By Terri Jo Neff |
While much of the spirited debate about election legislation has centered on what happens after the polls close, several bills have been introduced to change the process of how and when a voter can receive and cast a ballot. And at least two new felony offenses would be created as a result.
A bill sponsored by Rep. Jake Hoffman (R-LD12) would make a felon out of any city or town clerk, or county recorder or other election official who provides an early ballot to a voter did not request it at least 93 days before an election, unless the voter is on the permanent early voting list.
Hoffman’s bill, HB2792, prohibits sending out an early ballot unless the voter complies with all early voting laws, including the request deadline. The intent, according to Hoffman, is to avoid situations seen in many states in the 2020 General Election when election officials mailed out ballots under the guise of avoiding COVID-19 contact at polling places.
Knowingly issuing unauthorized early ballots would be a Class 5 felony, subject to a prison sentence of up to 2.5 years, comparable to the sentence for facilitating prostitution and aggravated assault on a peace officer. Hoffman’s bill cleared the House last week on a 31-28 margin and is now under consideration by the Senate.
Another bill, SB1106, passed the Senate by a 16 to 14 margin last week. It makes it a Class 6 felony for a person who knowingly registers to vote in Arizona “solely for the purpose of voting in an election in this state and without the requisite intent to remain.”
SB1106 sponsored by Sen. J.D. Mesnard (R-LD17) would amend ARS § 16-182, which currently requires a voter in Arizona to be a resident of the state for 29 days preceding an election and to have been registered to vote for the same period. It is now a Class 6 felony for someone to register to vote or to actually vote if the person knew they were not entitled to do so.
But under Mesnard’s bill, a new voter who moves away at some undefined amount of time after an election could have their voting action challenges and then have to prove at trial what their intent was at the time they voted.
A Class 6 felony is punishable by up to two years in prison as well as loss of several rights, including the ability to possess or own firearms. Comparable offenses are witness tampering, possession of drug paraphernalia, and theft of property less than $2,000.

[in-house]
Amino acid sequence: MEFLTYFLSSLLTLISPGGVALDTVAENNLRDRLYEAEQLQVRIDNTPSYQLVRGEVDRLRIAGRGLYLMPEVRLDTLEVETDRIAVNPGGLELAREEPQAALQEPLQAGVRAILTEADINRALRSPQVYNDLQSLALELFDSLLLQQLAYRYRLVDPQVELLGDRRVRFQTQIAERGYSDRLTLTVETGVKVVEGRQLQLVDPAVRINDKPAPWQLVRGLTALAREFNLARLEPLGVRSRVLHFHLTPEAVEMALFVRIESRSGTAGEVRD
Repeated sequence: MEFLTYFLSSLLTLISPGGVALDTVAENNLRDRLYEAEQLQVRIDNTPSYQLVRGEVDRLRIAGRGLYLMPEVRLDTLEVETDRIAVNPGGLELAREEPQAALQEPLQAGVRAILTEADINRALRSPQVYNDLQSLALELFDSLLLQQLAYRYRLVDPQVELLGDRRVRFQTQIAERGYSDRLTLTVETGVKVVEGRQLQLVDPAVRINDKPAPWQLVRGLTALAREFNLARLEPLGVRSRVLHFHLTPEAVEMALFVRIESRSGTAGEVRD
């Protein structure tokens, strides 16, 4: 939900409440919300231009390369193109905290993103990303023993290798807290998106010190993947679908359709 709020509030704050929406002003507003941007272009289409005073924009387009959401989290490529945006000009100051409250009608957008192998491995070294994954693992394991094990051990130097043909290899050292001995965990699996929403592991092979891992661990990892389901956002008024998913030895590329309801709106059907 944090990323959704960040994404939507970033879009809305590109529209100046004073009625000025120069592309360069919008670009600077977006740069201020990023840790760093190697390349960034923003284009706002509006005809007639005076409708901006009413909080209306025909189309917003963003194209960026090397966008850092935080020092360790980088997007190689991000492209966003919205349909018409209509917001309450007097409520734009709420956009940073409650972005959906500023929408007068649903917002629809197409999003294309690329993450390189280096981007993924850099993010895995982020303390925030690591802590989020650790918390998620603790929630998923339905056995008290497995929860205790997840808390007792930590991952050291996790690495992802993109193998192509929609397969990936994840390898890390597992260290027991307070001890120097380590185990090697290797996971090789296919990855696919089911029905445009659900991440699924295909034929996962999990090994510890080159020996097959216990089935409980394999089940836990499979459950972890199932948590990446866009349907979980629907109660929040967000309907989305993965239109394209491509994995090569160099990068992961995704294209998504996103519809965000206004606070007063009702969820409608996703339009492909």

Sen. Michelle Ugenti-Rita (R-LD23) has had success with several election-related bills, including SB1002 which requires election officials to ensure that the envelopes used by voters to return early ballots do not reveal the voter’s political party affiliation. Her bill easily cleared the Senate on a 20 to 9 margin and is expected to be taken up by the House on Tuesday.
On Monday, the Senate transmitted SB1713, also by Mesnard, to the House on a 16 to 14 margin. The bill adds steps to the vote-by-mail process, so a voter cannot simply sign the affidavit on the ballot envelope and put it in the mailing envelope with the ballot.
SB1713 would also require the voter to include their date of birth on the affidavit and write their driver’s license or an acceptable government-issued ID number on the affidavit before placing it and the ballot in the mailing envelope. There would be a more complicated process for voters who do not have an acceptable government ID card.
If the bill passes, failure to follow any of the new affidavit requirements would cause the submitted ballot to be rejected.
Meanwhile, the House approved a bill last week that requires voters whose polling place uses paper ballots be offered a “ballot privacy folder” when given their ballot, although they do not have to use it. The bill, HB2362 by Rep. John Kavanagh (R-LD23), is now assigned to the Senate Committee on Government.